César had a flair for the artistic and flamboyant.  Some of the top Latin talent during that era came to perform in this large showroom. The Columbia survived those lean years and came back stronger than ever. The entertainment tradition continues today at Columbia Restaurant in Ybor City, where Spanish flamenco dancers perform every night except Sunday. 




Ernesto Lecuona, composer of "Siboney"   (Click photo to listen, song has a 15 second musical intro)

Siboney is a town in Cuba east of the city of Santiago de Cuba. In 1898 Siboney and the nearby village of Daiquirí were locations where American forces came ashore in the Spanish-American War. It was also the location of a farm where Fidel Castro and his men gathered shortly before the attack on the Moncada Barracks, which is widely regarded as the start of the Cuban Revolution. 


The song is said to be the pleading of a lovesick man for his lover, Siboney.  He sings that he dies for her love, and that she is a treasure.  At the end, he pleads that the thick of the jungle doesn't drown out the crystal clear echo of his song, as he waits for her in his hut.


Arguably the most important Latin musical figure of the early 20th century, Ernesto Lecuona (b.1895 - d. 1963) wrote hundreds of works during the era, including popular standards (Malagueña, Andalucia aka The Breeze and I, Siempre en Mi Corazon, Comparsa, Noche Azul and Siboney) as well as operettas, ballets, and an opera.

Born in the Guanabacoa section of Havana in 1896, Lecuona earned fame first as a concert pianist. His two brothers and two sisters all became musicians. One brother was a violinist, the rest played piano. Ernesto received his first piano lessons from his elder sister and became a prodigy. He gave his first public performance at the age of five and had his first composition published at 11. He graduated from Havana's National Conservatory of Music at the age of 15 and taught piano and voice. At 17, he played in concert at the Aeolian Hall, New York City, USA. In the early 20s, Lecuona continued his musical studies in France, where he studied under Maurice Ravel.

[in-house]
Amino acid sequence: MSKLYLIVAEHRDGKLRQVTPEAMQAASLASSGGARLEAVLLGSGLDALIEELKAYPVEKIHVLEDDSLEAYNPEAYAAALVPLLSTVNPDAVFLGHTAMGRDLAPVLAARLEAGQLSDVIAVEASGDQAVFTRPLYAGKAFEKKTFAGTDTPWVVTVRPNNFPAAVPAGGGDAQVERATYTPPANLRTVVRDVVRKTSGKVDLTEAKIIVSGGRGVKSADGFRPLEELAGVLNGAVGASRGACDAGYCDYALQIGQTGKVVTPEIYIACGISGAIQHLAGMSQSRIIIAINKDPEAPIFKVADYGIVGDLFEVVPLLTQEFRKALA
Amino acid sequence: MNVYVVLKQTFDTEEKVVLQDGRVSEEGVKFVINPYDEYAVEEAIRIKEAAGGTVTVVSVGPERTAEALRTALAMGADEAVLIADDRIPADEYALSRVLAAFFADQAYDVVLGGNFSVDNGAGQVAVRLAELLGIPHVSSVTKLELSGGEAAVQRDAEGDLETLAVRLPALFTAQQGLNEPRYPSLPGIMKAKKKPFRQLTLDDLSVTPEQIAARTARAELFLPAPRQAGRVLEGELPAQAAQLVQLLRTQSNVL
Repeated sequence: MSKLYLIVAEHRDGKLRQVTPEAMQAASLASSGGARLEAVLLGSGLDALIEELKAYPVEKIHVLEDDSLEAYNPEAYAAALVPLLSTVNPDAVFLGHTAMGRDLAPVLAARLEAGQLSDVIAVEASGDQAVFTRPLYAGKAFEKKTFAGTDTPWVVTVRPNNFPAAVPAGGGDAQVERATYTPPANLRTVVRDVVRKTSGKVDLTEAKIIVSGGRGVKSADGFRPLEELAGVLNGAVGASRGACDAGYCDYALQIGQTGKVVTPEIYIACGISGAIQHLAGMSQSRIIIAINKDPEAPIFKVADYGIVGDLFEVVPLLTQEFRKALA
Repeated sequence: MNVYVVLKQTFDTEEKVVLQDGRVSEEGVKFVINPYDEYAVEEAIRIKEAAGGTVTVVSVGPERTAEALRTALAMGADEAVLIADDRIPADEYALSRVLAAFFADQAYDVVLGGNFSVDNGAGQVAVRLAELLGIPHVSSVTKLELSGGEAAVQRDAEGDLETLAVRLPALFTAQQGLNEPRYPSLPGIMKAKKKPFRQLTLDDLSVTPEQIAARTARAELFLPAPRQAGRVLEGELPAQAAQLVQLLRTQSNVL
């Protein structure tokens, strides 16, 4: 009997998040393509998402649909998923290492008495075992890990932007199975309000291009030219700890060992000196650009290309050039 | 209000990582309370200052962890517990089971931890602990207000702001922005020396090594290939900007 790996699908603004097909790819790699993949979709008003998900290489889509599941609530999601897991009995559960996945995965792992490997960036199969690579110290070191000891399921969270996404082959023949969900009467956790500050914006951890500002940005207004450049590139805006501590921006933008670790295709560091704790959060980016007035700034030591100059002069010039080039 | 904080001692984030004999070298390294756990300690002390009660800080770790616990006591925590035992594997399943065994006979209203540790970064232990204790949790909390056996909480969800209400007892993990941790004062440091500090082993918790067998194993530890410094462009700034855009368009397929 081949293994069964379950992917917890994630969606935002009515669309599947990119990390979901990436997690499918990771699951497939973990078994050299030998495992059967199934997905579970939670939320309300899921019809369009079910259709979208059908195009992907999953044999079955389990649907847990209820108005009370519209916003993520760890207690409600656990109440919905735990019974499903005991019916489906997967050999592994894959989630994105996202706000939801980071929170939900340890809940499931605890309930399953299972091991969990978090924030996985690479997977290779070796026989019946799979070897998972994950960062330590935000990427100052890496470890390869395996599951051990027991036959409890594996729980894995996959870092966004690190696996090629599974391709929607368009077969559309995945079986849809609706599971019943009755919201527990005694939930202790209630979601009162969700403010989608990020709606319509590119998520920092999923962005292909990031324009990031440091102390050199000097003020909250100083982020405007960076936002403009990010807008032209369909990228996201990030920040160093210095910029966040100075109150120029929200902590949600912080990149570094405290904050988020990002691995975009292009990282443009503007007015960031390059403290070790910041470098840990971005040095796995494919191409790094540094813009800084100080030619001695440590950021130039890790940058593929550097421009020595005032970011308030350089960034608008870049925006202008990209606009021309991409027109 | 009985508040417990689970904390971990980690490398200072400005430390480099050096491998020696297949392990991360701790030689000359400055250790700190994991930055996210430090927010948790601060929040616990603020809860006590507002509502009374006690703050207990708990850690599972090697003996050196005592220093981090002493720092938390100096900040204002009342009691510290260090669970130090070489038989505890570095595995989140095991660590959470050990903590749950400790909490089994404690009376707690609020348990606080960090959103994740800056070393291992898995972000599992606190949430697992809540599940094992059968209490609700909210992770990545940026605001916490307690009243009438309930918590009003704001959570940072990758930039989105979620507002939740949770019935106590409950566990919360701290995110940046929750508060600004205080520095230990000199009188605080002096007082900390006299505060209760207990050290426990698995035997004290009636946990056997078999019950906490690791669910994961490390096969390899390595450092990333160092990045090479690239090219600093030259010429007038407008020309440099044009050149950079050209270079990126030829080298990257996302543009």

Ernesto soon became a concert sensation (his piano recordings run into five volumes).

Lecuona had been composing songs even while studying piano however, and he copyrighted two of the most famed songs in the Latin repertoire -- "Malagueña" and "Andalucia" -- during the late '20s. His group, the Palau Brothers Cuban Orchestra (later renamed the Lecuona Cuban Boys), toured America during the 1930s and became a huge success.

Lecuona had his own band, originally called his Orquesta Cubana, that performed popular Cuban music. Curiously, he was not the pianist with the band. This position was filled by the classically-trained Armando "Fichin" Oréfiche (b. 1911, Havana, Cuba), who was also a composer and arranger. Their concerts comprised of Ernesto performing his own pieces for solo piano and the band playing material from their repertoire of popular Cuban numbers, many of which were written by Lecuona and Oréfiche. 

In 1934, Lecuona was medically advised to return to Cuba after suffering from severe pneumonia while touring in Spain with the band. The band was renamed the Lecuona Cuban Boys, and under the musical leadership of Oréfiche and Ernesto "Jaruco" Vázquez, they continued to tour Europe extensively with considerable success until the outbreak of World War II. Collections of recordings they made in Europe during this period have been issued. During the war the band toured Latin America. In 1946, Armando Oréfiche and his tenor saxophone and bongo playing brother, Adalberto "Chiquito" Oréfiche, left after a leadership dispute and formed the Havana Cuban Boys.